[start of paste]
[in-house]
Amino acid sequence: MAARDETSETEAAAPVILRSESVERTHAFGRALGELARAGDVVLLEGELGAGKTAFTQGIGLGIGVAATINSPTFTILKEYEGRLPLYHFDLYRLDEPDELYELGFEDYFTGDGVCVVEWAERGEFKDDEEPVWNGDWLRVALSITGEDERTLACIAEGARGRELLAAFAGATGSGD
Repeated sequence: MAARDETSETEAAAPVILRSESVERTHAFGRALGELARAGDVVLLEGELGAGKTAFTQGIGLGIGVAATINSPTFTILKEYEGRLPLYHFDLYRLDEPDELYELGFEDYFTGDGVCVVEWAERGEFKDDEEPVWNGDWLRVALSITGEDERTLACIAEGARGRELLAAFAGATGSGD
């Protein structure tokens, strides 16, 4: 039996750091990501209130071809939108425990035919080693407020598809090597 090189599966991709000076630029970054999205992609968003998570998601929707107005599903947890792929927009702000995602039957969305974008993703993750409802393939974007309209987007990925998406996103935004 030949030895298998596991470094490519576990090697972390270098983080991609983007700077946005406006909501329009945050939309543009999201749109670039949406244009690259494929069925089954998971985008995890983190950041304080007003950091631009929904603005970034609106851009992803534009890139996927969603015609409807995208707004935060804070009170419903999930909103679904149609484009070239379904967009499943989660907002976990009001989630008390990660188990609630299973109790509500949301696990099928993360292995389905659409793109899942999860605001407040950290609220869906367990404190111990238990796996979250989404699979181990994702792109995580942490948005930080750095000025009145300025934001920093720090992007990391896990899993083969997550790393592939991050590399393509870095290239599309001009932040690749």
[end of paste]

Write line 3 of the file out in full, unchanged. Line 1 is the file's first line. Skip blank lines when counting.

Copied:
Repeated sequence: MAARDETSETEAAAPVILRSESVERTHAFGRALGELARAGDVVLLEGELGAGKTAFTQGIGLGIGVAATINSPTFTILKEYEGRLPLYHFDLYRLDEPDELYELGFEDYFTGDGVCVVEWAERGEFKDDEEPVWNGDWLRVALSITGEDERTLACIAEGARGRELLAAFAGATGSGD